Tuesday, November 06, 2007

6 Televangelists, Properly Probed

From CBS:
CBS News has learned Sen. Charles Grassley of Iowa, the ranking Republican on the Senate Finance Committee, is investigating six prominent televangelist ministries for possible financial misconduct.
According to Grassley's office, the Iowa Republican is trying to determine whether or not these ministries are improperly using their tax-exempt status as churches to shield lavish lifestyles.

The six ministries identified as being under investigation by the committee are led by: Paula White, Joyce Meyer, Creflo Dollar, Eddie Long, Kenneth Copeland and Benny Hinn. Three of the six - Benny Hinn, Kenneth Copeland and Creflo Dollar - also sit on the Board of Regents for the Oral Roberts University.
It's about time.

How long does it take to watch thousand-dollar suits wearing thousand-dollar jewelry driving absurdly expensive cars to say "Hey, while these people may be occasionally helping others in the name of Christ and 'their church,' where do we draw the line when they directly benefit from the money their followers generate?"


Jesus wouldn't purchase lavish homes (that's plural), lavish cars, jewelry, and outfits. "At once they left their nets and followed him" (Matthew 4:20) apparently does not apply to the messenger, just the listener, so that more can be turned into the fold, that more can donate almost everything they own, and more megachurches can be built to generate more income. Rinse and repeat.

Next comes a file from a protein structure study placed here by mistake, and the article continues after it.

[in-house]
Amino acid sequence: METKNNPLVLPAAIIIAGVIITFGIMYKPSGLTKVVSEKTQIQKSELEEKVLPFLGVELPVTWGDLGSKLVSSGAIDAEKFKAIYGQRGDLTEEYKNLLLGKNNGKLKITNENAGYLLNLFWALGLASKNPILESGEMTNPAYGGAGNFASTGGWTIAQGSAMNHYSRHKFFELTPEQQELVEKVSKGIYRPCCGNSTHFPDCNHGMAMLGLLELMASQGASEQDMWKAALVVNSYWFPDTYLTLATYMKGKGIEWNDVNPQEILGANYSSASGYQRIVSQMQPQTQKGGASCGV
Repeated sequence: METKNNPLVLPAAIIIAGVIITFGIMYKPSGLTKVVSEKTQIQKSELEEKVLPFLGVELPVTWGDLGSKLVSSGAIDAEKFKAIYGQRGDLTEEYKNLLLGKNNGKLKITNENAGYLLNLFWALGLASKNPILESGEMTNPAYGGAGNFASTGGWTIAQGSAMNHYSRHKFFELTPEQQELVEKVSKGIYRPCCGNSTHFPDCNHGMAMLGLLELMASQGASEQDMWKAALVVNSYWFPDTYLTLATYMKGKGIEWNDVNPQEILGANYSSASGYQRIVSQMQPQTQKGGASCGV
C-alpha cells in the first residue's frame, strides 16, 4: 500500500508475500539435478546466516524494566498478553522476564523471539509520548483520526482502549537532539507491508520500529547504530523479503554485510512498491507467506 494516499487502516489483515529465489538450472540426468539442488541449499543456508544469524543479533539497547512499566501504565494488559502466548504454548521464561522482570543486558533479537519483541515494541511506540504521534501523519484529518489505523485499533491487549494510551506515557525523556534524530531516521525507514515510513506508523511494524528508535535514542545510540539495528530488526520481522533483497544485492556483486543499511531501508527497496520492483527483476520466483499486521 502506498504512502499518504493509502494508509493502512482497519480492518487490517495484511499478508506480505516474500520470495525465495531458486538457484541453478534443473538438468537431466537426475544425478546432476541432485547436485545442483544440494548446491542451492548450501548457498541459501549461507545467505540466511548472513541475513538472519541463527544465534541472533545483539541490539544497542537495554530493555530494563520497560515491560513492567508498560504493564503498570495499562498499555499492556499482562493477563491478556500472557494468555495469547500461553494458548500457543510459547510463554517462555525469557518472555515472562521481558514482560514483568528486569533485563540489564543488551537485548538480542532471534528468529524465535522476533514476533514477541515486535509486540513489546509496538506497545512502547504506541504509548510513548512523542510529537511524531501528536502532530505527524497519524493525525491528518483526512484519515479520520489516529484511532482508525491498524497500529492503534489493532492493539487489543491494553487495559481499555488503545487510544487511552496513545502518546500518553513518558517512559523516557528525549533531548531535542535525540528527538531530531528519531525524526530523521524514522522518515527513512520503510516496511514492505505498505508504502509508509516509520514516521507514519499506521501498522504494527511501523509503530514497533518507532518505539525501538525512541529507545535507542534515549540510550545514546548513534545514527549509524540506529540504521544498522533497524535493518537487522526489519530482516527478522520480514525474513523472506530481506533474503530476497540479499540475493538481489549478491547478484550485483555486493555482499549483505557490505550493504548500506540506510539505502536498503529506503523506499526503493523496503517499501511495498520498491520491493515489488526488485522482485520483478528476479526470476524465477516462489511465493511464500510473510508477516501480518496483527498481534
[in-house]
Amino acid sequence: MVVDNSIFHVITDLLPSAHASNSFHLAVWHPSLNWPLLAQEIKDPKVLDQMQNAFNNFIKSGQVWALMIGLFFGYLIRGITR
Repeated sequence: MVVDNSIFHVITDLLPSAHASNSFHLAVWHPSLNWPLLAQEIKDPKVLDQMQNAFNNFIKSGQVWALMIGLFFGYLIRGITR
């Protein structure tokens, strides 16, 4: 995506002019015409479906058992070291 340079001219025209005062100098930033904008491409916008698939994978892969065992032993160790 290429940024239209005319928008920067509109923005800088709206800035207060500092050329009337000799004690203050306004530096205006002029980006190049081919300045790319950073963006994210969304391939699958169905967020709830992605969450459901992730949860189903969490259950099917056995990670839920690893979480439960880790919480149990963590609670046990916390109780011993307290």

And while there are those that give hope appropriately (like Joel Olsteen who doesn't take a salary from his parish but has a very successful book following), there are those, like Benny Hinn, who finds his prey by lack of hope and gives them nothing more than his version of mass-delusional, "witch doctor" healing. Benny Hinn needs to be figuratively crucified (by the government). Here's some crazy to back that up:

Benny Hinn, for real:
(Note: "Suicide Nerve" is not a valid reference.)

Benny Hinn, Let the Bodies Hit the Floor:

(Note: all the video of this "healing man" is real. But the music gives it perspective.)

I'm a very big believer in the power of the human mind to monitor and fix what's ailing you, but this man is a psychological-religious predator, and he is shredding the actual message and healing power of Jesus in what is little more than a glorified (and subsidized by the government) freak show.

Want to go crazy? This man is either feeding on the mass psychological group dynamic or he's channeling some source of electromagnetic shutdown that makes people drop by interference of their brainwave patterns. Like I said: crazy.

And he eats money like the devil eats souls.

Jesus wept.

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